While youíre on the first floor take a few minutes to browse the historical displays on the first floor. Some of the most interesting artifacts of Lincolnís early days are on display. There also is a display honoring the countyís servicemen, including an array of induction photos. When youíre on the second floor, be sure to peek into the courtroom, assuming court is not in session.
The courthouse is open Monday through Friday, 8:30 a.m. to 5 p.m. (the treasurerís office closes at 4:30) but try to avoid the noon hour. There is ample parking in front of the building on Lincoln Avenue. The building is wheelchair accessible and there is an elevator.
You should also take time to wander the courthouse lawn. There is a Civil War monument and cannon and a monument to the settlers killed by Native Americans during the early days. At the far southwest corner of the courthouse lawn is the Veterans Memorial, erected in 1999.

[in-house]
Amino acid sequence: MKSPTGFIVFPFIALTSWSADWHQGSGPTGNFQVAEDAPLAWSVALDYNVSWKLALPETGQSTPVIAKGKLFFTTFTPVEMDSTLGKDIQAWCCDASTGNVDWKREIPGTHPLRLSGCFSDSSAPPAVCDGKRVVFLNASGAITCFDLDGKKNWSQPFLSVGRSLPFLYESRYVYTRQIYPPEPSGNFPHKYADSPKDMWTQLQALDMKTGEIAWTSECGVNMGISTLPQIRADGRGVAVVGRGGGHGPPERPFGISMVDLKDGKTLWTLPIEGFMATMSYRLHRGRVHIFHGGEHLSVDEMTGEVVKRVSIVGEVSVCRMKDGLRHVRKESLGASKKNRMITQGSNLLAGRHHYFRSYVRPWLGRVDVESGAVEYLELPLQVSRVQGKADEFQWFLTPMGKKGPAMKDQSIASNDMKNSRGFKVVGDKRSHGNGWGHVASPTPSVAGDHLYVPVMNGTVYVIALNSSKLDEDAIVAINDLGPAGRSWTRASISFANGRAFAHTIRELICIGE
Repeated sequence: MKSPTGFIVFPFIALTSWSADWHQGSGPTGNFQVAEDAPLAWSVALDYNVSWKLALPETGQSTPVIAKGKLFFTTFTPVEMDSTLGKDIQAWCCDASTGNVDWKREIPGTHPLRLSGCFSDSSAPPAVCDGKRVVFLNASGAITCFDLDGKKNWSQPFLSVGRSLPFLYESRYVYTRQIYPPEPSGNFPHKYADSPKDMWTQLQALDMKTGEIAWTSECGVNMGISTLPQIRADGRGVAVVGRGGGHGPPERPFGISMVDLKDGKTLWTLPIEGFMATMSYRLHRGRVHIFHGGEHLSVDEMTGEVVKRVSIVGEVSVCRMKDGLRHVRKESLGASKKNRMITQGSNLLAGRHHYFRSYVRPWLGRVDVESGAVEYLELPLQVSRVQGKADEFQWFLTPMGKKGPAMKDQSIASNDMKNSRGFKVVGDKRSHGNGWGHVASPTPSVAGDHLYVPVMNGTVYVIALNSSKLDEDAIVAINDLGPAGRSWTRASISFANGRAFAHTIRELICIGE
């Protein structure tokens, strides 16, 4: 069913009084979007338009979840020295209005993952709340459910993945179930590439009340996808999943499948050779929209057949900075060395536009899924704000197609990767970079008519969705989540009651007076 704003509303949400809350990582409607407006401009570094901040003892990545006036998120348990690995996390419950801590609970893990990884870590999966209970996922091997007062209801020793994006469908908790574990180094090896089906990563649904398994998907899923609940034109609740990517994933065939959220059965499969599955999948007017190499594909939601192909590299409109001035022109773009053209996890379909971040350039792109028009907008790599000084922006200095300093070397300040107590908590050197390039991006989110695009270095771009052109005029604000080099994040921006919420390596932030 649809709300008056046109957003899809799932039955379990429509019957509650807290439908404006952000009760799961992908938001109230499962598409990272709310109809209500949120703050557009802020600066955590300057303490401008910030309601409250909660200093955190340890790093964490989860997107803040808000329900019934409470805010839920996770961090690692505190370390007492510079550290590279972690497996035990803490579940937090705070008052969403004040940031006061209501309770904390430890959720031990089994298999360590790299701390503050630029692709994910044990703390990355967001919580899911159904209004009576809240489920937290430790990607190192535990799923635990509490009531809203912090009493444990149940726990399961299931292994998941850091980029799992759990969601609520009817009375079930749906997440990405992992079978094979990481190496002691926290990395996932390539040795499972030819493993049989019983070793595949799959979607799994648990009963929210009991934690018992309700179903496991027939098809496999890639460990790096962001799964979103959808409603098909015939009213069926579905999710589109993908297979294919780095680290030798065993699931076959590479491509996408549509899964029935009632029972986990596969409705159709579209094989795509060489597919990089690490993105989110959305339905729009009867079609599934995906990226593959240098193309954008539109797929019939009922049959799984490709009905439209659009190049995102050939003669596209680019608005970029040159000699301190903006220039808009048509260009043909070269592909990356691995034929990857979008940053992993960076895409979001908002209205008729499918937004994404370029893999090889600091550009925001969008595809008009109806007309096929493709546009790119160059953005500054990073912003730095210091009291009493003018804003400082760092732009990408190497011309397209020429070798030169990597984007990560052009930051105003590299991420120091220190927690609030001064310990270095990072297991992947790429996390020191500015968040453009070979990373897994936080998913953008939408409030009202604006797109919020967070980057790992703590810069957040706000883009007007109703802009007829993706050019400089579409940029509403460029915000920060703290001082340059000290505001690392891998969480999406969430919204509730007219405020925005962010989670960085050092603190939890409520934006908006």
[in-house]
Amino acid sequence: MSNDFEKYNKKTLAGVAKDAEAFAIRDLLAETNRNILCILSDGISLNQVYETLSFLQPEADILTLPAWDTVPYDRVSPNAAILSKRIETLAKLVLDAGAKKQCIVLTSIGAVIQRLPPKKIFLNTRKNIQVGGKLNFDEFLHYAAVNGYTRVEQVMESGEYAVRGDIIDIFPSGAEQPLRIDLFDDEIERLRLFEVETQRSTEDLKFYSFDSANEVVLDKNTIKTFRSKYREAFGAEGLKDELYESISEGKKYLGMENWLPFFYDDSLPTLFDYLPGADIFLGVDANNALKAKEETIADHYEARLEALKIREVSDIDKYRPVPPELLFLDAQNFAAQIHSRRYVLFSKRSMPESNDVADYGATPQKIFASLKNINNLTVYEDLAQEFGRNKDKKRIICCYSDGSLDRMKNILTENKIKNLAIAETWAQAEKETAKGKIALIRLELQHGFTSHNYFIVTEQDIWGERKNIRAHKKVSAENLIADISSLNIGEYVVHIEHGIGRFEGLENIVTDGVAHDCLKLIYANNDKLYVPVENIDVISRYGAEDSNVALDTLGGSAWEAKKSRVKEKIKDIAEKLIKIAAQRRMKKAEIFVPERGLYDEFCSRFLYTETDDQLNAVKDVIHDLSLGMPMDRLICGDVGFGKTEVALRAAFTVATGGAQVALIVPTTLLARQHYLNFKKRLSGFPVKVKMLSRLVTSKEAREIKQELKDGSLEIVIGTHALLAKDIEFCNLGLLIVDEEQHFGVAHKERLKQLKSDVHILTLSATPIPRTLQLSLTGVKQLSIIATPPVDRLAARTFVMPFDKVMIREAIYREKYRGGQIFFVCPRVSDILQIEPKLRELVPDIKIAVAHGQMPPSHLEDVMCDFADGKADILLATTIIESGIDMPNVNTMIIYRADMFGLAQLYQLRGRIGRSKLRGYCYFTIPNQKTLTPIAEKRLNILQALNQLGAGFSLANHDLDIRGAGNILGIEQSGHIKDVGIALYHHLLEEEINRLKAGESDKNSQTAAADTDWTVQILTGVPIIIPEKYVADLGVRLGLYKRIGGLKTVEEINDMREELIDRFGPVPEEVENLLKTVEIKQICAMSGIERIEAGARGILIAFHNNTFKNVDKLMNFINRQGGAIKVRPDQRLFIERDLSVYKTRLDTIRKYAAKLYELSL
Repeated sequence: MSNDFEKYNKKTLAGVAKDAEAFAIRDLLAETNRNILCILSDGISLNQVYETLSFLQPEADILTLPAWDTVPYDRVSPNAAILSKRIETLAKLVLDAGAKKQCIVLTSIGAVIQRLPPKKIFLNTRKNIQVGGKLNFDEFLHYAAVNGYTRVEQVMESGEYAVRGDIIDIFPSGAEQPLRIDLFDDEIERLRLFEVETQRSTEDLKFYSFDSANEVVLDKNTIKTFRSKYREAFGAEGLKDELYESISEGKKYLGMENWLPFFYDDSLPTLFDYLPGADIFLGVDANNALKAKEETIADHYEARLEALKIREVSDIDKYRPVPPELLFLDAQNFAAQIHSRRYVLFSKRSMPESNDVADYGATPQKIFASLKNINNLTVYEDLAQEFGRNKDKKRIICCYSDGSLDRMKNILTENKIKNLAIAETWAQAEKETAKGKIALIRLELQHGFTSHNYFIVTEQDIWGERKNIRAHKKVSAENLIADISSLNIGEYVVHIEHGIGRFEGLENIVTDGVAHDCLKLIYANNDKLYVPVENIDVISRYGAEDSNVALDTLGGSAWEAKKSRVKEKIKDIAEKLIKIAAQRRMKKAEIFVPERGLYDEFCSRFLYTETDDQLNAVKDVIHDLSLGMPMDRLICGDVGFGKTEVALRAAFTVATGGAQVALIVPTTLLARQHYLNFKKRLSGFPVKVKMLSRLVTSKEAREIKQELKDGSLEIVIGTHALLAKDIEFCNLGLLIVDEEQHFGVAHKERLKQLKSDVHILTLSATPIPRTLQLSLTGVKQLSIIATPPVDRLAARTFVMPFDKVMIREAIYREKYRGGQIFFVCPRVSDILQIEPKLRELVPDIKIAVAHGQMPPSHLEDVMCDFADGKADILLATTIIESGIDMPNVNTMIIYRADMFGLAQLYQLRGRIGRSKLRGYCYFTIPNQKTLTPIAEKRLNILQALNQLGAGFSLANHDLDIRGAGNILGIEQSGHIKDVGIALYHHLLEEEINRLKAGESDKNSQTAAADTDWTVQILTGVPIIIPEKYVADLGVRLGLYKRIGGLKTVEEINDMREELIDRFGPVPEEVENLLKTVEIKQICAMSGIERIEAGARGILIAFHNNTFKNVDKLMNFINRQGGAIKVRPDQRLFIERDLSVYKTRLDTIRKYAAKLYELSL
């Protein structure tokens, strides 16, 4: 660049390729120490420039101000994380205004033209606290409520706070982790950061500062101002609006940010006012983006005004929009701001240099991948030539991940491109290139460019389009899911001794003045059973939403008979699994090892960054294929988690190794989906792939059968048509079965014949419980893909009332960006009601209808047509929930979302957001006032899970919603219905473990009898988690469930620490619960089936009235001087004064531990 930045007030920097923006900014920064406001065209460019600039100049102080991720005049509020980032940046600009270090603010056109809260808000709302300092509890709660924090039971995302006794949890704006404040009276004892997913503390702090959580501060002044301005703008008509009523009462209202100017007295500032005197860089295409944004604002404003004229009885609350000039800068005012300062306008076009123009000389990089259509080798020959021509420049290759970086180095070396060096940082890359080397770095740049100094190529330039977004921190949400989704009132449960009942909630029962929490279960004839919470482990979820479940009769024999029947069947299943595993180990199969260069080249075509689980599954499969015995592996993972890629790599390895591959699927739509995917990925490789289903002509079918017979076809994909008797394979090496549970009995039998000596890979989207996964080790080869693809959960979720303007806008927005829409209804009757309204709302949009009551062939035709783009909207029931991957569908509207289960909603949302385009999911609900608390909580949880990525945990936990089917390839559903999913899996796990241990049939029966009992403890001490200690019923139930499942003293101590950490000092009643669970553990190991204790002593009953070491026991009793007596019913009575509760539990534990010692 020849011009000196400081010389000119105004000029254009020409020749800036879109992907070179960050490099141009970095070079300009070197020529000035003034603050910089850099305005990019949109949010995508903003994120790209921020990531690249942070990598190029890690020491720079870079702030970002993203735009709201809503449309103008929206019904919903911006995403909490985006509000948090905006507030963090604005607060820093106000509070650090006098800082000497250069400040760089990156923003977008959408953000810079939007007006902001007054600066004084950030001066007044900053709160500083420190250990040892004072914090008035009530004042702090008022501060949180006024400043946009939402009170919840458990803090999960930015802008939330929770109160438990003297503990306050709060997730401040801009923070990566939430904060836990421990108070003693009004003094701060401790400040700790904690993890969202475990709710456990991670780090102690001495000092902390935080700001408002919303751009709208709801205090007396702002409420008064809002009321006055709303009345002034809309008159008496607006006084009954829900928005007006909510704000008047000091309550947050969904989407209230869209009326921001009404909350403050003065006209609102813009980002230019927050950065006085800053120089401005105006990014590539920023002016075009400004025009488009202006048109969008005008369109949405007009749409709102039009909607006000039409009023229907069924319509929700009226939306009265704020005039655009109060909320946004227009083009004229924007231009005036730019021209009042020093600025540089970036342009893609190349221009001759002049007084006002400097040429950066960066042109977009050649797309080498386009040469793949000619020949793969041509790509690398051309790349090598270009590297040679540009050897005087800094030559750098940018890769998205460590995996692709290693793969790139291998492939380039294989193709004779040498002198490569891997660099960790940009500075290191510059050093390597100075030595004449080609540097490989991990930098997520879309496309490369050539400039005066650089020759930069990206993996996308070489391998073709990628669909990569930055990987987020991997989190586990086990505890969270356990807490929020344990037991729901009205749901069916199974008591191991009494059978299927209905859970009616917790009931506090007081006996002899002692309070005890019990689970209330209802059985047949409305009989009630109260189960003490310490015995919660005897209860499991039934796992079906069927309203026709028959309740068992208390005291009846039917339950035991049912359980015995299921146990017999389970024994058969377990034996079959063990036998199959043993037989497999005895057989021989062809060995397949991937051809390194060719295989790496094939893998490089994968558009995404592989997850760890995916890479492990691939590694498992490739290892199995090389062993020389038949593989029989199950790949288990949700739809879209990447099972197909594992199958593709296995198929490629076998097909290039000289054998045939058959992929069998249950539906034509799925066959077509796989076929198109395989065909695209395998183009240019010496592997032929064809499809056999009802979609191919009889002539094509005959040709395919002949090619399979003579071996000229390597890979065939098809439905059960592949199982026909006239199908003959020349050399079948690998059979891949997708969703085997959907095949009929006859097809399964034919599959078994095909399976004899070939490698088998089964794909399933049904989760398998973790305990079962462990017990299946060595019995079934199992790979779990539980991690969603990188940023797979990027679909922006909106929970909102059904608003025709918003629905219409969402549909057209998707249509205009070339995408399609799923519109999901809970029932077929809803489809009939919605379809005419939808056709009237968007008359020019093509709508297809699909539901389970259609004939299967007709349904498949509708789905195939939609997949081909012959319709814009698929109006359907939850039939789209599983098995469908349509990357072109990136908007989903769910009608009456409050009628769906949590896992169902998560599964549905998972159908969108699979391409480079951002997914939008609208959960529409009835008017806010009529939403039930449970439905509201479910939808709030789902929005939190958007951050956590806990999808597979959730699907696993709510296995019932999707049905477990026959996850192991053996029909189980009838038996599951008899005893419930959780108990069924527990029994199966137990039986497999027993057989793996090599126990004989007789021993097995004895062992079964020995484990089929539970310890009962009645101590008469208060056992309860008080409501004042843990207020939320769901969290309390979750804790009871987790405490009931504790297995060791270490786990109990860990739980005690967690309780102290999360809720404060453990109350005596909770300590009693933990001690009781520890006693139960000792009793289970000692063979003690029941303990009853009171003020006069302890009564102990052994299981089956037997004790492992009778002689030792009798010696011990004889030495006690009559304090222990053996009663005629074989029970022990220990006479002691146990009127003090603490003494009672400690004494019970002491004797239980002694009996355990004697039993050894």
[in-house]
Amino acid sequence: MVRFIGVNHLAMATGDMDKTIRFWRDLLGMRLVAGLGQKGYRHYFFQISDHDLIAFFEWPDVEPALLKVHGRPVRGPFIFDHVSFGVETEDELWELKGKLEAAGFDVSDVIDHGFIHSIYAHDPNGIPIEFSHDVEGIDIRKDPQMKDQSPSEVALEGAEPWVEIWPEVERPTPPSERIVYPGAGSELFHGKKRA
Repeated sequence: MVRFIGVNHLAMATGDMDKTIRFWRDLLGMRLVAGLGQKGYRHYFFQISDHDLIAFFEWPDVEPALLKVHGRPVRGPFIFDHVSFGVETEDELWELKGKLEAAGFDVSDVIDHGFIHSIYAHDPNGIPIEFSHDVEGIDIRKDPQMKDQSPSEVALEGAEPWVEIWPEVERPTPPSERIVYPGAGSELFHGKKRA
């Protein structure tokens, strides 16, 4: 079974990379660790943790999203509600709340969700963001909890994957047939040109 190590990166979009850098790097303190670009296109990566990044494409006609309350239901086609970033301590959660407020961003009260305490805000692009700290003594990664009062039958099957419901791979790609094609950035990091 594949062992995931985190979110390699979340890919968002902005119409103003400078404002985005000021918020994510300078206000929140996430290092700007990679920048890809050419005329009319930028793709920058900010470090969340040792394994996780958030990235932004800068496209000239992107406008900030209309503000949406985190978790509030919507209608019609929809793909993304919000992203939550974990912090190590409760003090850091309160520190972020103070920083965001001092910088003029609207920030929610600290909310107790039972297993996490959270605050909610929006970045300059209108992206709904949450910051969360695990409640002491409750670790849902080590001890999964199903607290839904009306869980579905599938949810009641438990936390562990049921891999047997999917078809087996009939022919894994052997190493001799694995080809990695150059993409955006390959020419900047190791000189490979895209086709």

Obituaries and other newspaper records
The Lincoln Carnegie Library, built in 1913, should be your next top. Hours for the library, located at 203 S. 3rd St., are: Monday-Friday: 10-1, 2-6 Saturday: 10-1, 1:30-3:30 Sunday: Closed
The library has a small holding of books on area history, a collection of yearbooks and a small collection of genealogy material pertaining to Lincoln County and the Central Kansas area. Its main attraction for genealogists is its microfilm collection, which includes virtually every paper ever published in the county, as well as the federal census for Lincoln County for 1880, 1900, 1910 and 1920.